The Six Stages of [P]interest
“We should all view this as a veritable Golden Age for marketers who possess even an iota of curiosity about how-to do their jobs better.” So says social media & PR aficionado Todd Defren. Fair enough. As marketers, we’ve virtually got the world at our fingertips – and 27 different ways to share it, and 729 ways to learn how to share it better.
We may be well into the “Marketing Golden Age,” as Todd puts it – but with knowledge comes power. And power can definitely be an intimidating, even overwhelming, thing. Every other month it seems there’s a new social platform we should be learning, using, and loving, in spite of our initial apprehension. Inevitably, we are drawn to the flame of the new hottest thing, and we realize that perhaps there’s something to it.
John Eckman, digital strategist here at ISITE Design, illustrated it best in his chart below:
As John and I discussed this amusing chain of events the other day, he pointed out its rapidly-increasing acceleration.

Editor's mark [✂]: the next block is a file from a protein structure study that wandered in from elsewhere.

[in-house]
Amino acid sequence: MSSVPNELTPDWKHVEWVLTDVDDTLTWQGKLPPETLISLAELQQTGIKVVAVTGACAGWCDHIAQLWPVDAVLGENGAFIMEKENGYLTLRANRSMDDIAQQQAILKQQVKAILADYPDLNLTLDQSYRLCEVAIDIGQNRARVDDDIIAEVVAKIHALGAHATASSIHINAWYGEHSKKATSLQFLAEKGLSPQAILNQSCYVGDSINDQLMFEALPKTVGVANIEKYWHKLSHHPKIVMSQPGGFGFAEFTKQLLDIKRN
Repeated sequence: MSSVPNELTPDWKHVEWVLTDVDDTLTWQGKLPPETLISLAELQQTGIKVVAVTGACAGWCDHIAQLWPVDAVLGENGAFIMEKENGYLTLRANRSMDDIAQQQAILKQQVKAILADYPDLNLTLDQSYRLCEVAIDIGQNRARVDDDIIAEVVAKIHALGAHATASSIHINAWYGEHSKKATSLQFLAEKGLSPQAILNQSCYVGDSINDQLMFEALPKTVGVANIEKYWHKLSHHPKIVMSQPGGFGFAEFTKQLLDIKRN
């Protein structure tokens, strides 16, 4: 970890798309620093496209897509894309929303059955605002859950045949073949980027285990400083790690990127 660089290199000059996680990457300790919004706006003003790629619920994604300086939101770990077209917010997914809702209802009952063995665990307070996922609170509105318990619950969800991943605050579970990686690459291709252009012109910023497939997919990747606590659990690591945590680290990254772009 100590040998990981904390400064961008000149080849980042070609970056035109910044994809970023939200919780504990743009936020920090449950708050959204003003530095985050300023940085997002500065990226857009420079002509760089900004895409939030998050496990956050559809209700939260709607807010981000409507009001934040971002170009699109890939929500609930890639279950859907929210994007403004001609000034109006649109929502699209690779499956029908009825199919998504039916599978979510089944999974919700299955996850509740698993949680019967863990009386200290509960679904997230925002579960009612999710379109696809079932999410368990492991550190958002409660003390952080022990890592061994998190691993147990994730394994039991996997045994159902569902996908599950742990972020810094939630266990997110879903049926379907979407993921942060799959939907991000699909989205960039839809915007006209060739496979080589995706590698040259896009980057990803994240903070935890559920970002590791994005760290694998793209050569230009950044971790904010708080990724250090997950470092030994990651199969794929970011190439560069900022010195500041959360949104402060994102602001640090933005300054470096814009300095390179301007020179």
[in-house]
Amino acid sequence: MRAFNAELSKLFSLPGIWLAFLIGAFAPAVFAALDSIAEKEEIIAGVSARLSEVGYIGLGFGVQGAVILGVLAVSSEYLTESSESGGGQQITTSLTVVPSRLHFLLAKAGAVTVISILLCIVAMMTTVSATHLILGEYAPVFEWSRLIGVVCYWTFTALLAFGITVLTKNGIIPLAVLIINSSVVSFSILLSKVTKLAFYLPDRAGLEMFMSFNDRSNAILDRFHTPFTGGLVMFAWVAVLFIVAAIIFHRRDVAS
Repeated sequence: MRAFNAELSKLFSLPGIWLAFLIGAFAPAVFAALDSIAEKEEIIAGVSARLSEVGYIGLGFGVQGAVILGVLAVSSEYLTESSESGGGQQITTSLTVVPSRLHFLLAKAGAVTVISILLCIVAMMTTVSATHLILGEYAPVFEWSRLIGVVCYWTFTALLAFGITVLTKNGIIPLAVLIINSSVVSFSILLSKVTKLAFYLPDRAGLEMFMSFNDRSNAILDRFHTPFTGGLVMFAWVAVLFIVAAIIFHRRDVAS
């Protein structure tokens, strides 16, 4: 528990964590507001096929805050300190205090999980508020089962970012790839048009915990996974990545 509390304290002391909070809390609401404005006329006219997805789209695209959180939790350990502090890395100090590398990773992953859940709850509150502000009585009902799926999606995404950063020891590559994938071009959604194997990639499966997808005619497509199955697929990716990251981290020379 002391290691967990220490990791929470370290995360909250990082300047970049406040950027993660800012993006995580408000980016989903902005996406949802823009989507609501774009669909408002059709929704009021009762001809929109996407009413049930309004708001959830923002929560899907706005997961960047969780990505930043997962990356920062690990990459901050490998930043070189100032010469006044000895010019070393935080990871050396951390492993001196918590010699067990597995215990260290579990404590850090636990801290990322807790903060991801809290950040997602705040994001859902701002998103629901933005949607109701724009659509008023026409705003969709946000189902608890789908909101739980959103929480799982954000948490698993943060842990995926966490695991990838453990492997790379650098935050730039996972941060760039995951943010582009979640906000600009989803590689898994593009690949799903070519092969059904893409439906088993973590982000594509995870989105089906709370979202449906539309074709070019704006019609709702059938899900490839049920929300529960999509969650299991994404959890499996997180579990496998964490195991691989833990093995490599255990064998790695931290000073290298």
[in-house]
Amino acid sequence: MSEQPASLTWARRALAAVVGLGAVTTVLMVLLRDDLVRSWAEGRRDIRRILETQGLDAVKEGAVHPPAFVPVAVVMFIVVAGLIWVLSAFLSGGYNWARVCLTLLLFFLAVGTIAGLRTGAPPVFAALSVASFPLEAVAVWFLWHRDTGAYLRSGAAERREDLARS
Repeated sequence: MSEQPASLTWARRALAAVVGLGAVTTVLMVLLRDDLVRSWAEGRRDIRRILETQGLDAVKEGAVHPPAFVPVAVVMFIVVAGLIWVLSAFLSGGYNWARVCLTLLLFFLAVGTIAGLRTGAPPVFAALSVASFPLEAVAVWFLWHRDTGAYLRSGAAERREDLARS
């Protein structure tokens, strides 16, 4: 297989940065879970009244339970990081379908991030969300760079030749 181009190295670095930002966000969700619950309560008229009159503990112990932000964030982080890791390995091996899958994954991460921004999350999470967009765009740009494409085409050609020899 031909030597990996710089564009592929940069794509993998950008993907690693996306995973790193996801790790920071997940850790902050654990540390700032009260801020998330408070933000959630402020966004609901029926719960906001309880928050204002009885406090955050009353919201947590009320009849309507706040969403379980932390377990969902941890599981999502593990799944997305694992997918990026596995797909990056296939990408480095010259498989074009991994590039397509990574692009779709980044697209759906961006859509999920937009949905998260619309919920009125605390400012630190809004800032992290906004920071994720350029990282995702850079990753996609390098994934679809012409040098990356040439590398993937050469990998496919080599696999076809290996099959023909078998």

Take Pinterest: sure it was around long before the mainstream picked up on it, but since it hit, the “Best of” and “How to” lists keep haven’t ceased. It seems like only a mere 3 or 4 months ago we were just figuring out what Pinterest was all about. Now the question on everyone’s hushed lips is “…Can I get sued for this?” as we ponder the copyright implications. This starkly contrasts the inception of Twitter, which saw a much slower adoption rate, and of course many others before and since. (If you’ve been keeping up with our blog you may have seen our musings on the other “new” guy in town, Google+, in our Search Corner posts.)
So what does it all mean? Are we racing to find the perfect balance, the “just-right” recipe for the ideal marketing mix? As much as I would love to believe that – as I’m sure we all would – we know deep down there is no ONE right answer. There will forever be a struggle to balance the old with the new, the mainstream with the niche. Any way you slice it, the key isn’t just exploring and understanding each new channel as a separate ingredient– it’s about figuring out the perfect balance that works for who you’re serving.